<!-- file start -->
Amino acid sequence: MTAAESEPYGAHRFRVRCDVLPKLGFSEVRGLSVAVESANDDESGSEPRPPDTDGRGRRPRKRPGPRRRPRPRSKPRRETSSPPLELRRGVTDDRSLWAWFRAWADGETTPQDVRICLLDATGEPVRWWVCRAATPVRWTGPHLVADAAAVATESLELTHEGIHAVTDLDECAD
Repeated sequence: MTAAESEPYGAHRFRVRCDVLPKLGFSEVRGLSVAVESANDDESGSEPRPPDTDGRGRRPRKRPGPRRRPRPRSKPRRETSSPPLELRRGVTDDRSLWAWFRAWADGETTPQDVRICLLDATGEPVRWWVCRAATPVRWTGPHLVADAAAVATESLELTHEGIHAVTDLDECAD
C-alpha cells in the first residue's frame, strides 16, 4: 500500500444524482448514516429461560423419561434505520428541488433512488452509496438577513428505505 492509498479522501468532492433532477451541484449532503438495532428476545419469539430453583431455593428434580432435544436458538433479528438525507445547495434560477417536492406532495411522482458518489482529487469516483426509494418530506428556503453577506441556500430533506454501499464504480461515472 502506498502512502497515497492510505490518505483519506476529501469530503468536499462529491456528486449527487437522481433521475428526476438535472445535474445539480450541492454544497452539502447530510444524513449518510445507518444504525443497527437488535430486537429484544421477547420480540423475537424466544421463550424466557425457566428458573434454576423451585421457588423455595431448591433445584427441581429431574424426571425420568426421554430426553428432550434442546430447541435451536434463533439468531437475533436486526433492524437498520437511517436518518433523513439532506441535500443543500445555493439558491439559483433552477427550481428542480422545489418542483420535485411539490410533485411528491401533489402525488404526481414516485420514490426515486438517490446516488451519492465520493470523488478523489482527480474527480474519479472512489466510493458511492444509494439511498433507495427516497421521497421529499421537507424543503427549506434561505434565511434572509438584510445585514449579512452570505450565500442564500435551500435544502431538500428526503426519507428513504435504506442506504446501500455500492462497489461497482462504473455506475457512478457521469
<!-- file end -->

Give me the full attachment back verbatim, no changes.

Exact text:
Amino acid sequence: MTAAESEPYGAHRFRVRCDVLPKLGFSEVRGLSVAVESANDDESGSEPRPPDTDGRGRRPRKRPGPRRRPRPRSKPRRETSSPPLELRRGVTDDRSLWAWFRAWADGETTPQDVRICLLDATGEPVRWWVCRAATPVRWTGPHLVADAAAVATESLELTHEGIHAVTDLDECAD
Repeated sequence: MTAAESEPYGAHRFRVRCDVLPKLGFSEVRGLSVAVESANDDESGSEPRPPDTDGRGRRPRKRPGPRRRPRPRSKPRRETSSPPLELRRGVTDDRSLWAWFRAWADGETTPQDVRICLLDATGEPVRWWVCRAATPVRWTGPHLVADAAAVATESLELTHEGIHAVTDLDECAD
C-alpha cells in the first residue's frame, strides 16, 4: 500500500444524482448514516429461560423419561434505520428541488433512488452509496438577513428505505 492509498479522501468532492433532477451541484449532503438495532428476545419469539430453583431455593428434580432435544436458538433479528438525507445547495434560477417536492406532495411522482458518489482529487469516483426509494418530506428556503453577506441556500430533506454501499464504480461515472 502506498502512502497515497492510505490518505483519506476529501469530503468536499462529491456528486449527487437522481433521475428526476438535472445535474445539480450541492454544497452539502447530510444524513449518510445507518444504525443497527437488535430486537429484544421477547420480540423475537424466544421463550424466557425457566428458573434454576423451585421457588423455595431448591433445584427441581429431574424426571425420568426421554430426553428432550434442546430447541435451536434463533439468531437475533436486526433492524437498520437511517436518518433523513439532506441535500443543500445555493439558491439559483433552477427550481428542480422545489418542483420535485411539490410533485411528491401533489402525488404526481414516485420514490426515486438517490446516488451519492465520493470523488478523489482527480474527480474519479472512489466510493458511492444509494439511498433507495427516497421521497421529499421537507424543503427549506434561505434565511434572509438584510445585514449579512452570505450565500442564500435551500435544502431538500428526503426519507428513504435504506442506504446501500455500492462497489461497482462504473455506475457512478457521469